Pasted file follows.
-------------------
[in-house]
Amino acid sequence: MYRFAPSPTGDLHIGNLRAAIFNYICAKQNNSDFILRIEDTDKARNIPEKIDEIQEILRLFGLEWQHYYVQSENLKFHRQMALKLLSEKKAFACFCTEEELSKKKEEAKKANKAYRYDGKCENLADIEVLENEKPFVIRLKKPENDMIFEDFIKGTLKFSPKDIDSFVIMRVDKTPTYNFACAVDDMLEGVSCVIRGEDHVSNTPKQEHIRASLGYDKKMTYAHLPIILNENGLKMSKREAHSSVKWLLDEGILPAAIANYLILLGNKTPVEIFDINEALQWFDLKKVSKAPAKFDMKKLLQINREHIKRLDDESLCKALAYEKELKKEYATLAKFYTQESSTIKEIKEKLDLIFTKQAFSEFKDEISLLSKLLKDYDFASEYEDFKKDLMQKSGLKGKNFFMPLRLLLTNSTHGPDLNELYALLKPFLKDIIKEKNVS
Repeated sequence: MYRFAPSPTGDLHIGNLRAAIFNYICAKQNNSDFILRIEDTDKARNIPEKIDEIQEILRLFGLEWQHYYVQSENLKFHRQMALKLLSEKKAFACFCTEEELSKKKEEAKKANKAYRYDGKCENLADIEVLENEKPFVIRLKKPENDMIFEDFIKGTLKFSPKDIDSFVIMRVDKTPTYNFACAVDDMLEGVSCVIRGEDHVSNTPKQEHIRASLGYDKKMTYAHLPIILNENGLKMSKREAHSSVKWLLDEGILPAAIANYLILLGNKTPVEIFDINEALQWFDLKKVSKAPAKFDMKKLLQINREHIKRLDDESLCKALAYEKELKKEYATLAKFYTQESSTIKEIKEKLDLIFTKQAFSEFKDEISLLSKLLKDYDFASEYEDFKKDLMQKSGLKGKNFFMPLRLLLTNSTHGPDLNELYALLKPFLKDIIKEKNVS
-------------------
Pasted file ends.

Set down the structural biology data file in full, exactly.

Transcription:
[in-house]
Amino acid sequence: MYRFAPSPTGDLHIGNLRAAIFNYICAKQNNSDFILRIEDTDKARNIPEKIDEIQEILRLFGLEWQHYYVQSENLKFHRQMALKLLSEKKAFACFCTEEELSKKKEEAKKANKAYRYDGKCENLADIEVLENEKPFVIRLKKPENDMIFEDFIKGTLKFSPKDIDSFVIMRVDKTPTYNFACAVDDMLEGVSCVIRGEDHVSNTPKQEHIRASLGYDKKMTYAHLPIILNENGLKMSKREAHSSVKWLLDEGILPAAIANYLILLGNKTPVEIFDINEALQWFDLKKVSKAPAKFDMKKLLQINREHIKRLDDESLCKALAYEKELKKEYATLAKFYTQESSTIKEIKEKLDLIFTKQAFSEFKDEISLLSKLLKDYDFASEYEDFKKDLMQKSGLKGKNFFMPLRLLLTNSTHGPDLNELYALLKPFLKDIIKEKNVS
Repeated sequence: MYRFAPSPTGDLHIGNLRAAIFNYICAKQNNSDFILRIEDTDKARNIPEKIDEIQEILRLFGLEWQHYYVQSENLKFHRQMALKLLSEKKAFACFCTEEELSKKKEEAKKANKAYRYDGKCENLADIEVLENEKPFVIRLKKPENDMIFEDFIKGTLKFSPKDIDSFVIMRVDKTPTYNFACAVDDMLEGVSCVIRGEDHVSNTPKQEHIRASLGYDKKMTYAHLPIILNENGLKMSKREAHSSVKWLLDEGILPAAIANYLILLGNKTPVEIFDINEALQWFDLKKVSKAPAKFDMKKLLQINREHIKRLDDESLCKALAYEKELKKEYATLAKFYTQESSTIKEIKEKLDLIFTKQAFSEFKDEISLLSKLLKDYDFASEYEDFKKDLMQKSGLKGKNFFMPLRLLLTNSTHGPDLNELYALLKPFLKDIIKEKNVS